Cambridge wakes to new transport dawn with autonomous shuttle trials
Cambridge makes history today by hosting the UK’s first autonomous shuttle vehicle road trials.
The custom-made self-driving shuttles carrying passengers are taking to the roads alongside other traffic under the watchful eye of Transport minister Rachel Maclean.
She was among the first passengers on board the Aurrigo shuttle as it embarked on a fully autonomous journey around the University of Cambridge’s West Cambridge campus.
The trial is part of a project led by the Greater Cambridge Partnership (GCP), Smart Cambridge and engineering firm Aurrigo to look at how autonomous technology can be used on the public transport network. It is backed by Innovate UK and the Centre for Connected and Autonomous Vehicles.
It could pave the way for a range of autonomous services to provide on-demand public transport for workers at large employment sites – such as the Cambridge Biomedical Campus and West Cambridge – and potentially for people enjoying an evening in the city in the future.
New technology could form a vital component of the future of GCP’s high-quality public transport routes that will transform travel into Cambridge for thousands of people every day.
The GCP is delivering the area’s £500 million city deal with Government to support sustainable growth for the country by investing in public transport infrastructure, skills, and housing.
Claire Ruskin, director of Cambridge Network and the business representative on the GCP executive board, said: “It is very exciting to see these vehicles working on real roads here as another first in Cambridge. These shuttles can be used on demand all day and night, every day of the year – something that is unaffordable with our existing public transport.
“They are flexible and make good use of resources without needing much infrastructure. As employment around Cambridge is 24/7 for many organisations – including our hospitals, emergency services and many of our labs – we have been anticipating this new technology to see how real operation will help people get around.
“This trial is part of wider plans by the Greater Cambridge Partnership to help the area work sustainably as it continues to deliver world-leading innovation for the UK.”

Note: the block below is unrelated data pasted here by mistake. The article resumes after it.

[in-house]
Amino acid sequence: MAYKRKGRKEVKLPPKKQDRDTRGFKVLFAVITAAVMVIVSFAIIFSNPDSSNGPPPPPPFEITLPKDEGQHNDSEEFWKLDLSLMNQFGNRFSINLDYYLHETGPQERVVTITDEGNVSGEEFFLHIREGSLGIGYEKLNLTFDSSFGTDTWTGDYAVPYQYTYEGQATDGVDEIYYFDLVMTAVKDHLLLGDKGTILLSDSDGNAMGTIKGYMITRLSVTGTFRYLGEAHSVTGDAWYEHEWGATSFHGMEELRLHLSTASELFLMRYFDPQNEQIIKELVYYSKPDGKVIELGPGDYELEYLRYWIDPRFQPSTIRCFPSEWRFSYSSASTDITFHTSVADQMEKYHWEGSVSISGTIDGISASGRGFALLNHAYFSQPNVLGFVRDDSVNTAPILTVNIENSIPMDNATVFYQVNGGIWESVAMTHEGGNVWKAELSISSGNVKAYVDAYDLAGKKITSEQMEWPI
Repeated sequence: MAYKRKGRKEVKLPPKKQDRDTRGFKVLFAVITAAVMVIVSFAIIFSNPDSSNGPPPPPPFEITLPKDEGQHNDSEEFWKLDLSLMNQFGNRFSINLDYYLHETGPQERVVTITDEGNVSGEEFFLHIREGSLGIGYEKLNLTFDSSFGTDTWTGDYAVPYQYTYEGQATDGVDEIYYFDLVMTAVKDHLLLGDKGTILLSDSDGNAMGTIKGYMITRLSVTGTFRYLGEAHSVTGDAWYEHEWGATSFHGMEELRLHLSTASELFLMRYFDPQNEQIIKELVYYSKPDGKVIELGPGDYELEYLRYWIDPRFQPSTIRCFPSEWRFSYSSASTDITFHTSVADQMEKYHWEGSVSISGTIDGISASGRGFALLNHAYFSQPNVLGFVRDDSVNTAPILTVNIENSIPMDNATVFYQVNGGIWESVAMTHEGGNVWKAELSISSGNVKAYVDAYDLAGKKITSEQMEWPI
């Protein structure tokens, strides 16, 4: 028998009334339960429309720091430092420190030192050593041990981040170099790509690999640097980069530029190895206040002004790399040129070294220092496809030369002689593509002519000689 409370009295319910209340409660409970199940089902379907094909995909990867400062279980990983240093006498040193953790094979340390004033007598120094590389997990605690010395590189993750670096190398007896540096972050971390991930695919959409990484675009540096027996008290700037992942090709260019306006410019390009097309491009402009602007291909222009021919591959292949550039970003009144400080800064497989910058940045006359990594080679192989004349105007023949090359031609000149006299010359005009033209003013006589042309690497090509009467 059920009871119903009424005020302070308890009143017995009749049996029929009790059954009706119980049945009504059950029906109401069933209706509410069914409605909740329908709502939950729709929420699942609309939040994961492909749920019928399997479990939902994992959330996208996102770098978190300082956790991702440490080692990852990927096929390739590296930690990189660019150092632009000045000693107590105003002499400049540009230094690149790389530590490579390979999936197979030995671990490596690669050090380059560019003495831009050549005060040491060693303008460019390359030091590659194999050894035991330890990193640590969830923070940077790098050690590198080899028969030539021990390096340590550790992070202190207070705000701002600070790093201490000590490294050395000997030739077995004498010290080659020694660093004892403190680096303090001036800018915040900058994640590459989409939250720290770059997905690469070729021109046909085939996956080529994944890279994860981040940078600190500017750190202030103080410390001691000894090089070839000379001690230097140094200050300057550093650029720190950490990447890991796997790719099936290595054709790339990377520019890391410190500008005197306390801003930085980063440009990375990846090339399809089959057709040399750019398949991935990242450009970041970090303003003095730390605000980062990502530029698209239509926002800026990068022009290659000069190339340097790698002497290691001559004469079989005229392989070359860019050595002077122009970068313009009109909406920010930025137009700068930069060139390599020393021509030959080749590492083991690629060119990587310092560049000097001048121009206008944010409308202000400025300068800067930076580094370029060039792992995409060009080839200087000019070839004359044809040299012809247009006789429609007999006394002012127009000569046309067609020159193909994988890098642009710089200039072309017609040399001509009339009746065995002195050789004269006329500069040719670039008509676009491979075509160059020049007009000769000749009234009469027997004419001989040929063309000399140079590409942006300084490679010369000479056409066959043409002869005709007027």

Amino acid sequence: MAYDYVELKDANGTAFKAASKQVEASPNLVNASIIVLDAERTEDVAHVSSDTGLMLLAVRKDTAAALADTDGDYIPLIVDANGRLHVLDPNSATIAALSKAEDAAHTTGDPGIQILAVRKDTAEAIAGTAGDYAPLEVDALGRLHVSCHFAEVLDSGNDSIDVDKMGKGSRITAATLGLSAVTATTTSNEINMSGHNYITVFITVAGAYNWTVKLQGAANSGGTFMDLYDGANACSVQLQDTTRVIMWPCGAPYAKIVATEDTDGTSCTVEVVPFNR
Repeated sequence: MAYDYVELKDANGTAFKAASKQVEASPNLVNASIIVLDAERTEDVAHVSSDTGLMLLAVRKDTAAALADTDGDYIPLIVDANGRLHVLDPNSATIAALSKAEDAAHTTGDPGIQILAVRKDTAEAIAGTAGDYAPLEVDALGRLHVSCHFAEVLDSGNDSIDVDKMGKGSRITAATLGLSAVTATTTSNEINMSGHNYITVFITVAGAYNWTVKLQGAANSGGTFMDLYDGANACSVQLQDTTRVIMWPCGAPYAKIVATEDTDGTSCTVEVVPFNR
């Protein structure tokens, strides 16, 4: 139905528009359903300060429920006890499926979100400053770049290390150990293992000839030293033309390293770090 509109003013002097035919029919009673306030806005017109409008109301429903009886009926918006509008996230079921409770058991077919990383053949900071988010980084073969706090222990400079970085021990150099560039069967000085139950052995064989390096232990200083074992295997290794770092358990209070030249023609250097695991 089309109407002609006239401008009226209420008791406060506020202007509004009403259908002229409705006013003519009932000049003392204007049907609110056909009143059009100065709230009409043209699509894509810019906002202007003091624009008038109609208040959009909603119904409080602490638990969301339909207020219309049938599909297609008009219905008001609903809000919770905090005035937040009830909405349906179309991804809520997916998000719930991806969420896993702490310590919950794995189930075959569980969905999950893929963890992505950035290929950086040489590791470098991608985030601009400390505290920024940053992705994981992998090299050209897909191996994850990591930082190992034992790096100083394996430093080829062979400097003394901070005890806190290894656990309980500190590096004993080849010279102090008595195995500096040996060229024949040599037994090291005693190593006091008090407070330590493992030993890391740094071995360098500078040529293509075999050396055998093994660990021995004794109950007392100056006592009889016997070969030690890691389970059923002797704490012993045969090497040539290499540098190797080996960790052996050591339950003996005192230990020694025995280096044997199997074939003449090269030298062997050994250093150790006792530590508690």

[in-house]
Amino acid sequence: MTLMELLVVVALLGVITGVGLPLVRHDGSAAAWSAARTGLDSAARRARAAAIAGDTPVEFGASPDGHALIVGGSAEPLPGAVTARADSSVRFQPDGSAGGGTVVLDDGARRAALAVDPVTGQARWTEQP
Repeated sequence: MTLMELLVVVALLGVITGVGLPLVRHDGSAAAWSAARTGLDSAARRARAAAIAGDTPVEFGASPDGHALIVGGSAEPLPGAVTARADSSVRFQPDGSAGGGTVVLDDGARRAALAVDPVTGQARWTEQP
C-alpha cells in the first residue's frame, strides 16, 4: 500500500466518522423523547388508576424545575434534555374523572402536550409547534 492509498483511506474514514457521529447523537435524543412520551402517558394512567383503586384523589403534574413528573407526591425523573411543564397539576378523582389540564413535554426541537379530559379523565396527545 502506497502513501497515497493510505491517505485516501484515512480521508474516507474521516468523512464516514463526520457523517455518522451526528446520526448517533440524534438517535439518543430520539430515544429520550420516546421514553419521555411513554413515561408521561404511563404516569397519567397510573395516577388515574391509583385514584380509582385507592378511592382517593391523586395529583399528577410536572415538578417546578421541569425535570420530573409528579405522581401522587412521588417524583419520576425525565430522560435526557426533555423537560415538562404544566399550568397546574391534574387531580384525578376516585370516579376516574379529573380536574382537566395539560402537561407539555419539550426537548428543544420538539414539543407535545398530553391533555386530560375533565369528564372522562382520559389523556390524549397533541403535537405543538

Transport Minister Rachel Maclean added: “Self-driving vehicles present a number of opportunities for the UK from providing safer, greener and more reliable transport services to creating tens of thousands of well-paid and skilled jobs across the nation.
“This project is hugely exciting and is an example of how self-driving vehicles could make it easier for people to travel on the UK’s future public transport network.”
David Keene, CEO of Aurrigo added: “This is another major milestone in the journey towards making autonomous vehicles a reality on our roads. We’ve completed successful trials in city centres but this is the first time these custom-made vehicles will be sharing the route with other traffic whilst carrying passengers.
“The shuttles will operate the 20-minute journey around the West Cambridge site and will run autonomously for the majority of the route. Our technology will help provide new transport solutions for city centres, shopping and care facilities, airports and heritage sites. The trial in Cambridge is the next step in proving it.”
The GCP and Smart Cambridge secured Government funding from the Centre for Connected and Autonomous Vehicles, part of Innovate UK, in 2018 to launch the project.
It followed pioneering feasibility studies commissioned and funded by the GCP, working with the University of Cambridge, on the potential use of autonomous vehicles as part of the GCP’s mission to find innovative ways to transform how people get around the city.
As part of the project consortium, Coventry-based engineering firm Aurrigo, the autonomous vehicle division of RDM Group, began development of autonomous shuttles for use in Cambridge following successful trials of its four-seater pod.
The Aurrigo team began mapping the test route from the Madingley Road Park & Ride site to and around the West Cambridge campus with one vehicle late last year but had to pause work during the national Covid-19 lockdown. Work resumed on the project following the lifting of restrictions, and a second shuttle arrived on site on May 7 to begin mapping the route for the trial journeys.
Once complete, the Aurrigo Shuttles began running in a combination of autonomous and manual modes along the route to test the systems. Further trials are planned during June with select passengers to be invited on board the 10-seater shuttle.
Safety operators are onboard the vehicle during the project trials and are able to regain manual control of the vehicle immediately at any time. The vehicles will run at a maximum of 20mph, are fully electric and have a range of 100 miles.
The trials will support research into potential driverless shuttle services to link the city’s other research campuses with the rail stations and Park & Ride sites and further explore how smart technology could be used to cut congestion and improve public transport.